• Mike Lieberman

    Thanks for the tip Zoe. This sounds like it would work great for regular aerobic composting bins. Since this is sealed, I'm hoping for odors not to be an issue.

  • http://www.pure2raw.com/ Pure2raw twins

    Awesome! Question for you – can you start the kitchen compost without having old compost to start it? Can you just use regular potting soil, newspaper and food scraps to start? You have inspired us to give this a try.

  • Mike Lieberman

    Absolutely. You should be able to. Make sure you shred up the newspaper nice and fine. Do it and lemme know how it goes.

  • http://www.pure2raw.com/ Pure2raw twins

    Awesome! Question for you – can you start the kitchen compost without having old compost to start it? Can you just use regular potting soil, newspaper and food scraps to start? You have inspired us to give this a try.

  • Mike Lieberman

    Absolutely. You should be able to. Make sure you shred up the newspaper nice and fine. Do it and lemme know how it goes.

  • Pingback: Making Kitchen Compost Containers Of All Sizes | Urban Organic Gardener

  • Meemsnyc

    I decided to only compost outdoors from now on. It always attracts fruit flies for me.

  • Anonymous

    Awesome new way to compost! I really enjoyed reading this. I recently published a piece called “4 Composting Options That Anyone Can Do!” at
    http://healthnutnation.com/2010/10/05/4-composting-options-that-anyone-can-do/

    The next time I do something on composting, I might hit you up for a point of view.

    BTW- I stumbled ya + thumbs up’ed it =]

  • Mike Lieberman

    Sweet. Thanks. Feel free to hit me up with any questions. Appreciate the stumble.

  • http://kitchencompostbins.net/tag/stainless-steel-compost-bin Arojit Kuet

    I have already waste money to buy plastic composite bin. In the end I found stainless steel compost bin. Its validity is more better over plastic bin. Here I found a new idea about composting its really a great idea.

  • Josiewolf

    I love the simplicity of your post, it’s inspired me to give it a try. Most other posts look way too complicated.
    I have a few questions for you if it’s ok? I have just bought some Lowe’s buckets to start…
    1) If I put 2 buckets inside each other and drill holes in the bottom of the upper bucket, will excess liquid drain out of here, and if so, can it be used on pot plants?
    2) Also, I would prefer not to have to shake the bucket up for aeration as I am going to be away for a few days at a time each week. Would drilling small holes in the lid be good for getting air in? Does this then increase the chances of fruit flies?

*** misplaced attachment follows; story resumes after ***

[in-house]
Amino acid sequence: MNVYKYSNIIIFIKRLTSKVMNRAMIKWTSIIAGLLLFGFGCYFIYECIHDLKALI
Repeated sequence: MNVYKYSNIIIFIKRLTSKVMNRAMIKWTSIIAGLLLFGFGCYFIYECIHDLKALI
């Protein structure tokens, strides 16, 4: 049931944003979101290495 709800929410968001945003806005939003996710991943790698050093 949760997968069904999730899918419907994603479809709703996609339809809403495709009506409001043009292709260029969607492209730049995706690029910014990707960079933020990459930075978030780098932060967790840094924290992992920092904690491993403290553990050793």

THanks very much, Josie

  • http://www.CanarsieBK.com Mike Lieberman

    1) You can put a bucket inside of another bucket. But you can also put the bucket with the compost in it on a tray. You can put something to raise it about 1″ off the tray to let it drain and aerate.

    2) I think the first answer applies for this as well.

  • Josiewolf

    Thanks very much for the quick reply.
    So from your answer, I guess there’s no need to put holes in the lid as the holes in the bottom will do for aeration as well as drainage?
    Since I’ve already bought the buckets I might just use them to sit inside of each other, rather than find a tray, but will consider the trays for further buckets.
    Love your posts on your balcony garden, by the way.
    One more question if it’s ok?
    I have heard many people say you shouldn’t put citrus in compost as it doesn’t break down as well. But I kind of figure that if the aim is to also cut down on landfill, then I might as well use the citrus and wait a bit longer for the compost to break down. Or am I missing something, is there something in citrus which will prevent the composting?
    Thanks very much again,
    Josie

  • http://www.CanarsieBK.com Mike Lieberman

    If you put the containers within each other, then I’d drill holes around the sides of the container near the bottom to allow the compost to drain and breathe.

    I’ve heard the same about citrus as well. I’ve never experimented with it though.

    No more questions ;-)

  • josiewolf

    Thanks very much…now more question :)

  • Josiewolf

    whoops I meant “no more questions”

  • http://www.andrewandjennifers.com Jennifer

    Nice! I’m totally gonna give this a try!

  • http://www.UrbanOrganicGardener.com Mike Lieberman

    Cool. Keeps me updated.

  • Kari

    I loved your idea, so simple and easy to do…I’ll give a try!!! thanks

  • http://www.UrbanOrganicGardener.com Mike Lieberman

    Lemme know how it works out for you!

  • Lindatrzybinski

    Compost is black gold! I have five compost heaps/bins going at all times in my back yard and would definitely keep on composting if I moved to an apartment. I got one of my granddaughters sheet composting without her father knowing it as he said he wasn’t going to have a compost pile! That’s my girl! She also approached her school principal about composting/recycling school waste and they totally were not interested in even discussing it!

  • http://www.UrbanOrganicGardener.com Mike Lieberman

    Nice. Yea the school’s are way to understaffed and funded to worry about composting.

  • Sales

    You can also add poop of Rabbits. Those are great fertilizers for the plants!

  • Ckindl

    I just bought a compost bin and want to set it up on my brick patio in an urban area. Can’t lift the bricks to set it on bare soil. Will this be a problem?